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Are You Baffled?

I was reading one of my favorite authors, Anne Lamott, the other day. Her book, “Small Victories, Spotting Improbably Moments of Grace”, is a compilation of essays about her life’s challenges, told in a gentle, funny, riotous way that only she can do. She was describing losing a close friend to cancer, and used this quote from the novelist and poet Wendell Barry:

“It may be that when we no longer know what to do, we have come to our real work and that when we no longer know which way to go, we have begun our real journey. The mind that is not baffled is not employed. The impeded stream is the one that sings.”

The impeded stream is the one that sings. Huh.

I grew up in ‘50’s and ‘60’s Midwest America. My mother’s first husband was killed in World War II, and her second, my father, was stationed in the Japanese theater. All they wanted to do was settle down, have a family, and enjoy their lives, they’d been through enough. When we were growing up, they just wanted us to be normal, average kids who married normal average people of the opposite sex and had jobs that supported us until we retired. To them, these things meant a successful, happy life.

Well, that’s not what happened….at all.

The 1960’s in America was certainly a time when the mind was baffled. The Vietnam War saw to that, as did the whole sexual revolution and the advent of hippies. Hippies came about as close to enlightenment as a group of humans ever has, as they went around preaching peace and love, and sticking flowers into soldiers’ rifle butts.

Then there were the assassinations: the Kennedy brothers and Martin Luther King, to name a few. Racial unrest was unrestful. There was a women’s awakening in there as well, as women began to demand equal everything. Mind expanding drugs like LSD became de rigueur in some circles, as people looked for ways out of the demands of modern life and into more meaningful connection.

There are two things most human beings absolutely abhor: change and chaos. Change, even if it’s seen in a positive light (a new baby, for instance), still creates uncertainty, a muddling of the future, the possibility of tragedy. If only we could depend on the future being what we imagine! But that’s not usually how anything works out. And chaos….fuhget about it. Who wants that? We wouldn’t be able to predict anything! As we all know, humans love to predict stuff, and love even more to be right about their predictions.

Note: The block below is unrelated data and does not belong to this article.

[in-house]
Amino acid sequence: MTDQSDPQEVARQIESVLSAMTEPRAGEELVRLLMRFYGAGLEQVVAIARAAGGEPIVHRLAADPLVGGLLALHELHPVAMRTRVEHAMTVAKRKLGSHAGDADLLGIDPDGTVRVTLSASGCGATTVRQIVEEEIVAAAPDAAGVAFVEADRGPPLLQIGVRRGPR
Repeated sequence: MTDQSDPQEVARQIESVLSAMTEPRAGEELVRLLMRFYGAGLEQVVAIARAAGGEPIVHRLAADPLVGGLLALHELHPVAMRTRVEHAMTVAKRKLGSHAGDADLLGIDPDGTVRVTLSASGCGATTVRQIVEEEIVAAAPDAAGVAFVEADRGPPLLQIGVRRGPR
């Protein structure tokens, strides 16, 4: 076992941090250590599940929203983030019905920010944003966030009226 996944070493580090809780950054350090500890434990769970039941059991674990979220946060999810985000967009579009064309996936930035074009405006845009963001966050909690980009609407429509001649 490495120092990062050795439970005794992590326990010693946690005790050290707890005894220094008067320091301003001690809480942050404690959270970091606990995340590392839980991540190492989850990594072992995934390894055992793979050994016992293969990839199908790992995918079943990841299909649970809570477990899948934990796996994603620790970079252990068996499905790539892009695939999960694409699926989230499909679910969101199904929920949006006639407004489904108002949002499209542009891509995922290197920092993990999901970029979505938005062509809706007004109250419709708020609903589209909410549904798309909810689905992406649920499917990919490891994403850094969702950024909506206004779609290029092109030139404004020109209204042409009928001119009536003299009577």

But, I think Wendell Barry is on to something here. Without change, uncertainty and chaos, we humans would pretty much stand still, life would be boring, our species would probably die out. It’s the challenge, the solving, the creativity that gets us to move forward and be our best (or sometimes worst) selves. Either way, we learn.

This is the lesson in many epic heroes’ journey stories, such as “The Lord of the Rings”. Frodo has an idyllic life in the shire before the ring comes to him, and he must return it to Mordor. Talk about chaos!

I’m not saying that one should go around looking for trouble, trouble that inevitably impedes the stream. However, to be creative, we need to be going from one place (a place that is not satisfactory) to another, and we also need to feel great (or at least like we’re making progress) about getting there. When I play my violin, some days seem like there’s no impedance, everything flows. But I also notice that I learn very little on those days. It’s when I’m stuck and can’t get a passage to sound right, that’s when I’m actually improving my playing and laying the groundwork for better expression.

For the creative brain to kick in, it needs something to chew on, and that something is usually a problem. When my dear parents were elderly, they chose to travel, which was great that they had that opportunity. But they chose to do it in a way where they didn’t have to think, they were told where they were, what they were doing each day, and even what they were eating! A mind that doesn’t need to figure stuff out is a mind that will eventually stop working.

Both my parents passed several years ago, around the age of ninety. They had well-lived, long lives, but I wonder how much better those lives could have been had they dropped the idea of living the “good” life, and challenged themselves to constantly create? They were continually taken off guard by the fact that they had three children who were never satisfied with status quo, and probably often wondered who we were and where we came from, and why we couldn’t just let them live in peace and quiet.

But, for whatever reason, we were people who just couldn’t leave well enough alone. One of my favorite Roald Dahl quotes is, “There are a whole lot of things in this world of ours you haven't started wondering about yet,” and that kind of describes me and my siblings.

Wonder, impede the stream, baffle the mind, get that ring to Mordor, and you, too, might begin your real journey.

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